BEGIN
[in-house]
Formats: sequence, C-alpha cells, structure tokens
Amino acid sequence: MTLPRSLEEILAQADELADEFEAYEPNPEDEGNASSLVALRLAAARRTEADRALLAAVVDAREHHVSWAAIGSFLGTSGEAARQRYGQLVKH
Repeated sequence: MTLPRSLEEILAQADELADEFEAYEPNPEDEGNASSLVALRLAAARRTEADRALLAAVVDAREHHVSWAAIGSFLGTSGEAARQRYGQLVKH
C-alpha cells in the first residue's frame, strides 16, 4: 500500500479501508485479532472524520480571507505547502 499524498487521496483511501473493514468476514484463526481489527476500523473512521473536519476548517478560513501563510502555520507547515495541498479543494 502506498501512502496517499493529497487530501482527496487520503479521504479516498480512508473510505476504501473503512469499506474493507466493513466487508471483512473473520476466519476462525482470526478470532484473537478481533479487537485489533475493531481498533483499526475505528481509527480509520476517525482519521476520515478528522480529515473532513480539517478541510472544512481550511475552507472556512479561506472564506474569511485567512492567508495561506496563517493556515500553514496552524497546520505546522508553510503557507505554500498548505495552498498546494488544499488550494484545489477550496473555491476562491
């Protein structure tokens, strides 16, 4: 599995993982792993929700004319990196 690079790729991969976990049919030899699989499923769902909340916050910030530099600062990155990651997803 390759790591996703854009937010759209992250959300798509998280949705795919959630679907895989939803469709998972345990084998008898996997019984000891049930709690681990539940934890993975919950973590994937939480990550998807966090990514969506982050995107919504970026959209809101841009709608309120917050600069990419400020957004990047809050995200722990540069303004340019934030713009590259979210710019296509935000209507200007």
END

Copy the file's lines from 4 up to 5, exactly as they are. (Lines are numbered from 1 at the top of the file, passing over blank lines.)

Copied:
Repeated sequence: MTLPRSLEEILAQADELADEFEAYEPNPEDEGNASSLVALRLAAARRTEADRALLAAVVDAREHHVSWAAIGSFLGTSGEAARQRYGQLVKH
C-alpha cells in the first residue's frame, strides 16, 4: 500500500479501508485479532472524520480571507505547502 499524498487521496483511501473493514468476514484463526481489527476500523473512521473536519476548517478560513501563510502555520507547515495541498479543494 502506498501512502496517499493529497487530501482527496487520503479521504479516498480512508473510505476504501473503512469499506474493507466493513466487508471483512473473520476466519476462525482470526478470532484473537478481533479487537485489533475493531481498533483499526475505528481509527480509520476517525482519521476520515478528522480529515473532513480539517478541510472544512481550511475552507472556512479561506472564506474569511485567512492567508495561506496563517493556515500553514496552524497546520505546522508553510503557507505554500498548505495552498498546494488544499488550494484545489477550496473555491476562491